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Muslim Kids Bullied in School

In The U.S., Muslim Kids Are More Likely to be Bullied Than Anyone Else

Just a few weeks after Donald Trump was sworn into office, Southern Poverty Law Center released a survey to evaluate what, if any, the impact of the new president was among schoolchildren. Trump's anti-Muslim rhetoric is certainly dangerous, and the questionnaire sought to understand the reach and the effect of his comments.

10,000 teachers, administrators, and counselors across the U.S. participated in the survey, and 90% of them reported that their "school's climate had been negatively impacted by Trump's election."

While officials pointed out specific incidents that they had witnessed, another survey conducted by the Institute for Social Policy and Understanding went even further, and asked parents of students in grades K-12 if their children had ever reported being bullied.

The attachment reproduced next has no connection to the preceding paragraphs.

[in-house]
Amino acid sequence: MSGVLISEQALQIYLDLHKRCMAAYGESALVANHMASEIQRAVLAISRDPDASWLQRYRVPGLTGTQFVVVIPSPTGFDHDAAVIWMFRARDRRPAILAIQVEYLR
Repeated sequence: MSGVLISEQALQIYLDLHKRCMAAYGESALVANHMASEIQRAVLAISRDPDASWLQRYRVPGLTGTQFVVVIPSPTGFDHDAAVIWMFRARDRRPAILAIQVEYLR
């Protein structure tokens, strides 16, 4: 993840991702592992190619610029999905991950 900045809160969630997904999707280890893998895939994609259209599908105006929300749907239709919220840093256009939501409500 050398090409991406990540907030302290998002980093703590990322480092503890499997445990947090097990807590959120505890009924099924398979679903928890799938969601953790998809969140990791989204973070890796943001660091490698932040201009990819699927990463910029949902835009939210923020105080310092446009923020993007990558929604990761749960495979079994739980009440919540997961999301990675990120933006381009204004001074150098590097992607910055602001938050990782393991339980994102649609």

According to the study, "more than two in five (42 percent) Muslims with children in K–12 school report bullying of their children because of their faith, compared with 23 percent of Jews, 20 percent of Protestants, and 6 percent of Catholics." Further, it's not only playground bullying that affecting young Muslims: a teacher or school official has been involved in "one in four bullying incidents involving Muslims," according to parents.

The bullying is an additional stress-factor for Muslim students, and according to Farha Abbasi, an assistant professor of psychiatry and managing editor of the Journal of Muslim Mental Health, can be dangerous to both the mental and physical health of the students.

"Think of trauma and toxic stress as putting brick over brick on someone's shoulder," she explained to The Science of Us. "Right now, many Muslim children are carrying a very heavy burden and one more brick can be the breaking point."

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